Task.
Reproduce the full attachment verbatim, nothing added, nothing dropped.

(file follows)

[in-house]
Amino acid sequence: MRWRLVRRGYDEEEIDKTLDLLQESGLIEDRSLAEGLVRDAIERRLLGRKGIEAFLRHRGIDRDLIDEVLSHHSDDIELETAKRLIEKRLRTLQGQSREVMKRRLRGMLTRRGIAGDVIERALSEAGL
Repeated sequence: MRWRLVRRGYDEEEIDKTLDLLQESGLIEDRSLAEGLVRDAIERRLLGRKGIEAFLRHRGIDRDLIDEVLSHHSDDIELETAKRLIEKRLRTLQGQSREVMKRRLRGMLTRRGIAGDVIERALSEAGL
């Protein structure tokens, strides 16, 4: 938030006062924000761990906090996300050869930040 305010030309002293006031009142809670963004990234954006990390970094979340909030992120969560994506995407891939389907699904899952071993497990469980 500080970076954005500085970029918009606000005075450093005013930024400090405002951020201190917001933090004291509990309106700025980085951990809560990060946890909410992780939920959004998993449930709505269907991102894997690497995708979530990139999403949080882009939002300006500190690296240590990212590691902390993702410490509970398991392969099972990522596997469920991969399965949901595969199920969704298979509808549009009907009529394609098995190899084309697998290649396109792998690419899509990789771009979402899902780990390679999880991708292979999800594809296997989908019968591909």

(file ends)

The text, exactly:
[in-house]
Amino acid sequence: MRWRLVRRGYDEEEIDKTLDLLQESGLIEDRSLAEGLVRDAIERRLLGRKGIEAFLRHRGIDRDLIDEVLSHHSDDIELETAKRLIEKRLRTLQGQSREVMKRRLRGMLTRRGIAGDVIERALSEAGL
Repeated sequence: MRWRLVRRGYDEEEIDKTLDLLQESGLIEDRSLAEGLVRDAIERRLLGRKGIEAFLRHRGIDRDLIDEVLSHHSDDIELETAKRLIEKRLRTLQGQSREVMKRRLRGMLTRRGIAGDVIERALSEAGL
């Protein structure tokens, strides 16, 4: 938030006062924000761990906090996300050869930040 305010030309002293006031009142809670963004990234954006990390970094979340909030992120969560994506995407891939389907699904899952071993497990469980 500080970076954005500085970029918009606000005075450093005013930024400090405002951020201190917001933090004291509990309106700025980085951990809560990060946890909410992780939920959004998993449930709505269907991102894997690497995708979530990139999403949080882009939002300006500190690296240590990212590691902390993702410490509970398991392969099972990522596997469920991969399965949901595969199920969704298979509808549009009907009529394609098995190899084309697998290649396109792998690419899509990789771009979402899902780990390679999880991708292979999800594809296997989908019968591909």